We’re all in this together…. (David Cameron) ‘Apparently’
An explosion of reality has hit the headlines as the number of NEETs has reached epic figures. With 1.6million 18-24’s Not in Education, Employment or Training – what exactly are these young people doing? Being young in the UK now means: No EMA, Unaffordable Tuition Fees, No Jobs regardless of degree certificates, No Prospects and No Property… Adolescence and dependency continues as young people are starved of opportunities for independence. But, don’t worry young people, the government is working tirelessly to create opportunities to earn minimum wage!
With the current recession, unemployment has hit all ages yet the youngest with fewer gems on their CV are pushed out of the magnitude of applications leaving them jobless and dependant on benefits to survive. The government has responded to this crisis with a £1bn Youth Contract Plan providing opportunities for these young people based on apprenticeships, work experience placements and an aim to have reached 500,000 unemployed young people over three years. But there’s a catch. Of course. Firstly the money for this scheme is not new; it will be sucked out of the taxes of working class people, as the poor mop up the mess of the bankers and knee jerk reactions of the coalition government. This strategy – an inverted Robin Hood methodology forces young people to work for free under the guise of gaining ‘work experience’ with their meagre benefits docked should they refuse. This modern-day exploitation highlights the youth slave labour which benefits businesses and the Tories’ by reducing unemployment figures. While money has been promised to private-sector businesses to subsidise 160,000 workplaces, what is the longevity of this strategy when the money runs out? At best it has been proposed that this scheme ‘may lead to a job’ – doesn’t sound very hopeful to me.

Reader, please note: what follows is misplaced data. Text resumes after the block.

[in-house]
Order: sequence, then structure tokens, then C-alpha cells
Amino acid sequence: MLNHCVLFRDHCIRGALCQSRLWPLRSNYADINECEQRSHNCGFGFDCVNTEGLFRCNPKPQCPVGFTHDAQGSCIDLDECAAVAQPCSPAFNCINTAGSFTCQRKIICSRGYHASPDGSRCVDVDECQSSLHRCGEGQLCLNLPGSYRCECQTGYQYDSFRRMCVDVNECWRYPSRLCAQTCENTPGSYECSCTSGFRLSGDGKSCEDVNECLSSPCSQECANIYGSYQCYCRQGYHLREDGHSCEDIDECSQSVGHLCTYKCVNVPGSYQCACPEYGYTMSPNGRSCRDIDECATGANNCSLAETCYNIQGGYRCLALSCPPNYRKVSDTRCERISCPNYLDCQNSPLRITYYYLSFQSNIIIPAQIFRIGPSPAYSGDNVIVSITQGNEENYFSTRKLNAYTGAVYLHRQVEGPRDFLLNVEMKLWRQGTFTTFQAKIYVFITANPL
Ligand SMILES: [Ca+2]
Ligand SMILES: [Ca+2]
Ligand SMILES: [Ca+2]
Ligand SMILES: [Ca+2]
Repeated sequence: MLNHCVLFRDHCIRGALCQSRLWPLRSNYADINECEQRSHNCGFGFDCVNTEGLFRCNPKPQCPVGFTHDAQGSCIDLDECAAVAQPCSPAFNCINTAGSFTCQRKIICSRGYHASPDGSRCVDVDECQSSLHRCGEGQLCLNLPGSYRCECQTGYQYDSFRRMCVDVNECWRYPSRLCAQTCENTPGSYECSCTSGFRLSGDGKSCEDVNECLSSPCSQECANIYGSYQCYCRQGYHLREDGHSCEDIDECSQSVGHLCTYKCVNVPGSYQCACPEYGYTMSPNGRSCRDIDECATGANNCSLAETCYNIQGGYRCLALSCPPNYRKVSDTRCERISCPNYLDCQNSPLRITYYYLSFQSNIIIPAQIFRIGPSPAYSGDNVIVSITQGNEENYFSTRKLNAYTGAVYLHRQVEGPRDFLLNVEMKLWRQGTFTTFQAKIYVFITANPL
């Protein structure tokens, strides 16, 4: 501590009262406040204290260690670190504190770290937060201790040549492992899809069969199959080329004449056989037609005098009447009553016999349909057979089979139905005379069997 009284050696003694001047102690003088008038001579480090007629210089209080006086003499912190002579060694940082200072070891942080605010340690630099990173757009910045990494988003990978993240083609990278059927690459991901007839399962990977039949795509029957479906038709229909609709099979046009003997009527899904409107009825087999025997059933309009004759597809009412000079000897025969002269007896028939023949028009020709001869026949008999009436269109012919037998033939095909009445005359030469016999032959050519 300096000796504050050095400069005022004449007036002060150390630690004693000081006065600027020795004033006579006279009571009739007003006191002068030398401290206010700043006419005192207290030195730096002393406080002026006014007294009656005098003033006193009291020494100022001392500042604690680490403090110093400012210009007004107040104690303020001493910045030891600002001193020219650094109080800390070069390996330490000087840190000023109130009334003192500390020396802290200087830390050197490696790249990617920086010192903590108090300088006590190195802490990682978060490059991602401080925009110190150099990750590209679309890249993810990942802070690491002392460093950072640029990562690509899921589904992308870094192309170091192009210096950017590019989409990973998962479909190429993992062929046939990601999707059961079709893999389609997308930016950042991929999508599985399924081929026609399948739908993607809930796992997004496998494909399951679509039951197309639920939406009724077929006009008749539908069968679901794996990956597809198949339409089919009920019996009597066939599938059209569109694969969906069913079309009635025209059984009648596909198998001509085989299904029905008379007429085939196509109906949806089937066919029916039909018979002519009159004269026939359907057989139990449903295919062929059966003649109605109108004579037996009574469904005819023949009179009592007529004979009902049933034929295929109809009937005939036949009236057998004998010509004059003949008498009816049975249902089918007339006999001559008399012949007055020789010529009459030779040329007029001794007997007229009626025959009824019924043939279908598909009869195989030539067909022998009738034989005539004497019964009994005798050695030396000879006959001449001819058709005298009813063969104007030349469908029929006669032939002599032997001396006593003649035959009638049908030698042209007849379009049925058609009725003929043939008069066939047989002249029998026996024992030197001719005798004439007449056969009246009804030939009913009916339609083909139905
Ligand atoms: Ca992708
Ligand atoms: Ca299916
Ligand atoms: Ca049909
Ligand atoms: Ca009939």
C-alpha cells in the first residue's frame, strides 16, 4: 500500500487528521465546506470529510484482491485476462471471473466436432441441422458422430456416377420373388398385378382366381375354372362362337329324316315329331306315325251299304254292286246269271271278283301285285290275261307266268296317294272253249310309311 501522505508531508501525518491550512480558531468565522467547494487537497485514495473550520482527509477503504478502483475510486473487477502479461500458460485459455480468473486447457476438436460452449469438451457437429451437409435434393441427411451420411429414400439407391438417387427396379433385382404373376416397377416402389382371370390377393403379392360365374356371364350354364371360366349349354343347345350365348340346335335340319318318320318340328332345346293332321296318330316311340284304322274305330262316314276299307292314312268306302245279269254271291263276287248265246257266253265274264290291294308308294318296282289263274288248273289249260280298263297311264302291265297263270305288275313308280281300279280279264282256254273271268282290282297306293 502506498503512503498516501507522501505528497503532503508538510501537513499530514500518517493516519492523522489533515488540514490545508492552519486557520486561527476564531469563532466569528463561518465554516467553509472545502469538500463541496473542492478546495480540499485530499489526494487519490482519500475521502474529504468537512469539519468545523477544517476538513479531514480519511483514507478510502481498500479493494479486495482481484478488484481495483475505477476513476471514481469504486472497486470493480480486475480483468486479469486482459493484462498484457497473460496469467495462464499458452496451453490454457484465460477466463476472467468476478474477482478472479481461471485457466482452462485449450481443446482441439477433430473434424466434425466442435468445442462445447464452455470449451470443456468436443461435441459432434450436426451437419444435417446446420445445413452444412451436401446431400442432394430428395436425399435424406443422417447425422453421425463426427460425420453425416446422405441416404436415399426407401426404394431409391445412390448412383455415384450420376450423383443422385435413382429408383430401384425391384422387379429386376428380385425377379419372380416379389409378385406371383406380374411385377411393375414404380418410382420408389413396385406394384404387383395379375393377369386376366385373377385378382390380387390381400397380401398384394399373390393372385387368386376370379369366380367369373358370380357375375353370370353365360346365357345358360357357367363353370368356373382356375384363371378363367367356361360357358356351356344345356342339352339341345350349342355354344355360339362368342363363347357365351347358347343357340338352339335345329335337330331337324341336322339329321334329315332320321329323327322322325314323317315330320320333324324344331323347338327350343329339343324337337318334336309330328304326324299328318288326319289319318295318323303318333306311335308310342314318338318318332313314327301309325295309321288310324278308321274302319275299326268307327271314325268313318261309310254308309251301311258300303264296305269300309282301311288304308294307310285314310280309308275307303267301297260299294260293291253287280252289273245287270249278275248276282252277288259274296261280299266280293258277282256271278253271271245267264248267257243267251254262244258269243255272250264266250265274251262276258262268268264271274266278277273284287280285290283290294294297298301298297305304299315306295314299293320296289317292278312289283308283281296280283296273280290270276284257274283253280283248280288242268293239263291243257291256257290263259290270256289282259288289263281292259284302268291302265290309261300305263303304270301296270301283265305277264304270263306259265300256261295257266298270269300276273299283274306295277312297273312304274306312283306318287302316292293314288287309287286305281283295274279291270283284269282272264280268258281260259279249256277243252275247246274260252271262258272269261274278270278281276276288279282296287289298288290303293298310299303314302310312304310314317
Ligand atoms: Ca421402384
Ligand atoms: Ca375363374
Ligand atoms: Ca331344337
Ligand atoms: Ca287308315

The label NEET can be applied to a vast majority of young people with differing circumstances, some of which are well educated with high academic achievements, who require a job and not a half hearted minimum wage substitute covering their horrific debt with a plaster and puncturing their balloon ideology that education automatically leads to success. Other young people have low academic abilities and are poorly equipped for working life despite years in compulsory education. These young people may benefit from the Youth Contract initially, but if they are forced into jobs they hate, or are not given the necessary tools and skills to achieve a sustainable career this could add to their overall demoralisation.
While targeting figures, like a paracetamol cure, it does nothing but hide the underlying issue. The government is focusing on the current cohort of NEET’s, however another generation is already at risk of the same path. What is being done to prevent these young people of becoming NEET? Are early interventions working? As a youth worker in Hackney I am often surrounded by young people who have given up hope, with few or no aspirations they feel they have little to look forward to. Impartial careers guidance that once supported young people on their path has been annihilated and choices have been replaced by coercion. It is important that young people are identified as individuals and not stereotyped by statistics or labels. The focus needs to be what will work best for the young people themselves and not what will keep the government from bad publicity.
By Jemilea Wisdom